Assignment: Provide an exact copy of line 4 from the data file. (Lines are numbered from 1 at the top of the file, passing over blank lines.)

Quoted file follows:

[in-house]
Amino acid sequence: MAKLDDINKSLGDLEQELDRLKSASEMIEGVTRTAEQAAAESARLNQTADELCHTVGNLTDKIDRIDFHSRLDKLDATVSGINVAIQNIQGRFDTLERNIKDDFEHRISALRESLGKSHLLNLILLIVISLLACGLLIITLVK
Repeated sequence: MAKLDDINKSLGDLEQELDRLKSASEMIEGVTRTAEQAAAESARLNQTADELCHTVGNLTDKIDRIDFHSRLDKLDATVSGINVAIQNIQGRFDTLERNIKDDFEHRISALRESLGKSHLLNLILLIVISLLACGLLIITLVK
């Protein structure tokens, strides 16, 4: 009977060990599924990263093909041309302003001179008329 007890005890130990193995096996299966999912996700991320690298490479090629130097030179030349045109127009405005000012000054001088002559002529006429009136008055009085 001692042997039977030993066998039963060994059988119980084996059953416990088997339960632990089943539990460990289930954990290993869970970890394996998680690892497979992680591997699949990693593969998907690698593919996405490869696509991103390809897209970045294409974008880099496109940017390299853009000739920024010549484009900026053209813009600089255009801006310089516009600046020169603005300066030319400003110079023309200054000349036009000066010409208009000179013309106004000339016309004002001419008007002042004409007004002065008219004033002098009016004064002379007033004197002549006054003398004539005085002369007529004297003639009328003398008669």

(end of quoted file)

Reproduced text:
């Protein structure tokens, strides 16, 4: 009977060990599924990263093909041309302003001179008329 007890005890130990193995096996299966999912996700991320690298490479090629130097030179030349045109127009405005000012000054001088002559002529006429009136008055009085 001692042997039977030993066998039963060994059988119980084996059953416990088997339960632990089943539990460990289930954990290993869970970890394996998680690892497979992680591997699949990693593969998907690698593919996405490869696509991103390809897209970045294409974008880099496109940017390299853009000739920024010549484009900026053209813009600089255009801006310089516009600046020169603005300066030319400003110079023309200054000349036009000066010409208009000179013309106004000339016309004002001419008007002042004409007004002065008219004033002098009016004064002379007033004197002549006054003398004539005085002369007529004297003639009328003398008669």